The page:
Anthropologist and educator Ashley Montagu (1905-1999) focused on human bio-social evolution and maintained throughout his long career that cultural phenomena are not genetically predetermined. In more than 50 books published for both an academic and general readership, Montagu broadened understanding of human social evolution. His topics ranged from human aggression and the use of profanity to infant nurturing, the importance of touch, and the nature of human love.
Montagu committed himself to popularizing the findings of modern science in the hopes of improving civil society and the quality of life. He brought his message to the public not only in books, but also in college classrooms, lecture halls, articles appearing in periodicals ranging from the Washington Post to Ladies' Home Journal, and appearances on popular television talk shows.
The son of Jewish tailor Charles Ehrenberg and his wife, Mary Plot Ehrenberg, Montagu was born Israel Ehrenberg on June 28, 1905. He was raised in London's working class East End neighborhood. It is not known why he decided to change his name, but it may have been due to prejudice against East End Jews in those days. The young boy's decision to take the aristocratic name Ashley Montagu distanced him from his father's Polish and his mother's Russian ethnic roots.
By age ten Montagu was a keen observer of human behavior, and he closely studied the linguistic differences between his Cockney neighbors and the more educated university students who rented rooms in his parents' home. Anatomy was another interest—one that would continue throughout Montagu's life—and in 1917 he made an unannounced visit to British anatomist Sir Arthur Keith, hoping Keith would help him identify a skull Montagu found. Keith was so impressed that he invited the 12-year-old to visit him at the Museum of the Royal College of Surgeons and continue his study of anatomy.
Many adults encouraged young Montagu's intelligence and curiosity, and he read philosophers such as John Stuart Mill, Thomas Henry Huxley, and Friedrich Nietzsche at a relatively young age. His interests included biology, psychology, and anthropology. When he was 15, Montagu won a literary contest and chose as his prize a book titled Introduction to Social Psychology. His early interest in the relationship between environment and behavior foreshadowed Montagu's long career in the social sciences.
After completing his secondary education in London, in 1922 Montagu enrolled at the University of London and spent the next three years studying anthropology. Witnessing the British government's harsh treatment of striking workers during a general labor strike in 1926 prompted the idealistic 21-year-old to leave England. In late 1927 he arrived in New York City and took several classes at Columbia University. He was quoted in a Los Angeles Times obituary as once commenting: "I was brought up as a stuffed shirt Englishman. I wasn't very human. What America did for me was humanize me, democratize me." Traveling to Italy in 1928, he took classes in ethnography and anthropology at the University of Florence, broadening his knowledge and developing the framework for his compelling arguments against biologically determined concepts of race. In 1931, while working as an assistant professor of anthropology at New York University, Montagu married Marjorie Peakes; the couple would have two daughters, Audrey and Barbara, and a son, Geoffrey. In 1934, Montagu resumed his studies at Columbia and earned his Ph.D. there in 1936 under noted professors Franz Boaz and Ruth Benedict. He became a naturalized U.S. citizen in 1940.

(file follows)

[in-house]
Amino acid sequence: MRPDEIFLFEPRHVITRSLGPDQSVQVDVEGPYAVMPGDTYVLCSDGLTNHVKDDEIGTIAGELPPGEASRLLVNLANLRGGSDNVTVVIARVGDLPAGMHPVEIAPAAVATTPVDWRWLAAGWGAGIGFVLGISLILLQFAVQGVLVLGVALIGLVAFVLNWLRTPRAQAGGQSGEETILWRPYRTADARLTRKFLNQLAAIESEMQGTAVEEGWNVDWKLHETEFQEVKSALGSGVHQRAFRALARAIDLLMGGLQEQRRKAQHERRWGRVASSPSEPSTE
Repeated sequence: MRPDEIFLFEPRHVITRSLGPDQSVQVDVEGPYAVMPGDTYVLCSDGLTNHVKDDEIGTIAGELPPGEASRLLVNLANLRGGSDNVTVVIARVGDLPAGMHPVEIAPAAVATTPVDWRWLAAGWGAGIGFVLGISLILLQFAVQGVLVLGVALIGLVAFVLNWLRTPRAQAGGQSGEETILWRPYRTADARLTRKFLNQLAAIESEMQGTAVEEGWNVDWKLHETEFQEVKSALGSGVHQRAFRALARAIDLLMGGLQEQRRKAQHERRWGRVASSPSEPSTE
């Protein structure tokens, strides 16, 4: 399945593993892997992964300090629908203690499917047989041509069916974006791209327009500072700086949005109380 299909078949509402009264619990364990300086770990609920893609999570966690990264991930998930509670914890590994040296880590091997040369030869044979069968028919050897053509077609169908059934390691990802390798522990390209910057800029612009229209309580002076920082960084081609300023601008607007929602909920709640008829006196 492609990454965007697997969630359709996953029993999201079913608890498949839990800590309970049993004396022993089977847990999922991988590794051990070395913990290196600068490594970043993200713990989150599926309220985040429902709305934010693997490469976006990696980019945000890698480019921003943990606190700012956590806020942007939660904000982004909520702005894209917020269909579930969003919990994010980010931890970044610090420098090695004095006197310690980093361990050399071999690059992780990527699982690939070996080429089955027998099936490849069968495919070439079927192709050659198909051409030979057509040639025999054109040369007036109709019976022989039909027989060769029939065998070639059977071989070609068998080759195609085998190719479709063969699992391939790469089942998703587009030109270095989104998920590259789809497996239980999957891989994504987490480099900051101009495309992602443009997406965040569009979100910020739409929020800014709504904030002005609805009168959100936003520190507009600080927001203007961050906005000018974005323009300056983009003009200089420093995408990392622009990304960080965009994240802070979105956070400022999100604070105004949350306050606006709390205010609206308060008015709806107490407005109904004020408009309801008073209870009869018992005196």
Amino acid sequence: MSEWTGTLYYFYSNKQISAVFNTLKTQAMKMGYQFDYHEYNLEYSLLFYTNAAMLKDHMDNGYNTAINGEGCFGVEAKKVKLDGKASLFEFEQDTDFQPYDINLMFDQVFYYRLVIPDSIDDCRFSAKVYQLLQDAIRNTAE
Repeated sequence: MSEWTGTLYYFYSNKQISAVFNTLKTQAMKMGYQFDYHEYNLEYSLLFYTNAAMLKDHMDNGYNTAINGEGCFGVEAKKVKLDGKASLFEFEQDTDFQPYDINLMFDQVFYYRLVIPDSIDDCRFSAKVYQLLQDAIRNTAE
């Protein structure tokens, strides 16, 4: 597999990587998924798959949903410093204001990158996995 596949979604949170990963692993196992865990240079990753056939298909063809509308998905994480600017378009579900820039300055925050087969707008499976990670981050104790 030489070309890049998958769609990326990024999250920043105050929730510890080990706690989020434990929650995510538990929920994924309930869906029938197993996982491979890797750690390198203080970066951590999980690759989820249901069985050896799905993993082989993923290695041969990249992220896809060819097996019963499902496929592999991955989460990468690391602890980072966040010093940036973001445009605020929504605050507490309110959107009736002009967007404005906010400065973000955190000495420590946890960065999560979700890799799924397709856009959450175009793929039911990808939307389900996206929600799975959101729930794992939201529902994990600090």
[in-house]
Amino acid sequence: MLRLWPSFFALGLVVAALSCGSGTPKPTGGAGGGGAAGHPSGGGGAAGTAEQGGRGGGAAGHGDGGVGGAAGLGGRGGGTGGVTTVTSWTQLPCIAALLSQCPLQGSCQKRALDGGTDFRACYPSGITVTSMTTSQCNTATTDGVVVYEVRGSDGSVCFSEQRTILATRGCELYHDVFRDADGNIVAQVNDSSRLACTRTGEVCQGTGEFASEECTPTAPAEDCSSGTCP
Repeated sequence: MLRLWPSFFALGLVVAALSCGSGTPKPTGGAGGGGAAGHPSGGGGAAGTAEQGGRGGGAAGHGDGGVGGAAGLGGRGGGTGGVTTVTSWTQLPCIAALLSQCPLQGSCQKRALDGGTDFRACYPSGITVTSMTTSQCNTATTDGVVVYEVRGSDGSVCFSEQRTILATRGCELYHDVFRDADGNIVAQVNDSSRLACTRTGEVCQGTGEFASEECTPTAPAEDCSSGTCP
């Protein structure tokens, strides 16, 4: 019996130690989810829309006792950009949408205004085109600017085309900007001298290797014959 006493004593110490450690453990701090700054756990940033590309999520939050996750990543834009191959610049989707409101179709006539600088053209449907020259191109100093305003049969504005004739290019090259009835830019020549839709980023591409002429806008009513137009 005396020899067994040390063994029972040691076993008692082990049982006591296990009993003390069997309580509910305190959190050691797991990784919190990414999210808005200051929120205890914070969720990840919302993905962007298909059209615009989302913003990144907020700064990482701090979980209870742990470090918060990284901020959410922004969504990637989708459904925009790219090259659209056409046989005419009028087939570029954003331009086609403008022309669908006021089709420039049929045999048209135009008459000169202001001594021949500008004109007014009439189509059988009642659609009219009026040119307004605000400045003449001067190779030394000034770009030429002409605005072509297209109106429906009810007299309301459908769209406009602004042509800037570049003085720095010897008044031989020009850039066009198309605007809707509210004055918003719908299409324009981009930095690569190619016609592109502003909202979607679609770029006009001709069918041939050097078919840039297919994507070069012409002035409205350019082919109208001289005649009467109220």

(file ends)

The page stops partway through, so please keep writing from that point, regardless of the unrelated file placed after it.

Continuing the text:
In 1937 Montagu published his first book, Coming into Being among the Australian Aborigines, which was based on his dissertation. As a newly graduated Ph.D., he left New York University and joined the staff of Hahnemann Medical College in Philadelphia in 1938. While at Hahnemann, he published a number of papers on the topic of race. With the rise of Nazism and anti-Semitism and the persistence of American racial segregation, Montagu decided that his ideas would be valuable to the public, and he condensed them in the seminal 1942 work Man's Most Dangerous Myth: The Fallacy of Race. In it, he challenged the then largely accepted notion that characteristics based on race were a biological construct. He argued that since humans in all parts of the world developed in hunter-gatherer societies, the challenges they faced in order to survive were similar and their mental capacities equivalent. Given similar genetic traits, differences in the development of human cultures in different parts of the globe must have been caused by external conditions, such as geography, climate, and the availability of natural resources, he argued.
Man's Most Dangerous Myth was highly influential, and Montagu's argument revolutionized the perception of race. In 1949 he was asked to serve on a United Nations Educational, Scientific, and Cultural Organization (UNESCO) task force and became the principal author of that committee's "Statement on Race." Montagu was not, however, an ardent UN backer. He once commented: "Most of the United Nations is really a forum for the exhibition of national prejudices on a hitherto unprecedented scale. … It's a colossal disaster. What it reflects, of course, is the dehumanization of human beings as human beings." Man's Most Dangerous Myth was revised several times, including in the 1990s to incorporate Montagu's thoughts on ethnic cleansing in Bosnia and several African nations and the debate over IQ testing, affirmative action, and race. Considered a classic, the book remained in print 60 years after it was first published. Others expanded on Montagu's ideas in the 1975 book Race and IQ, a collection of essays edited by Montagu.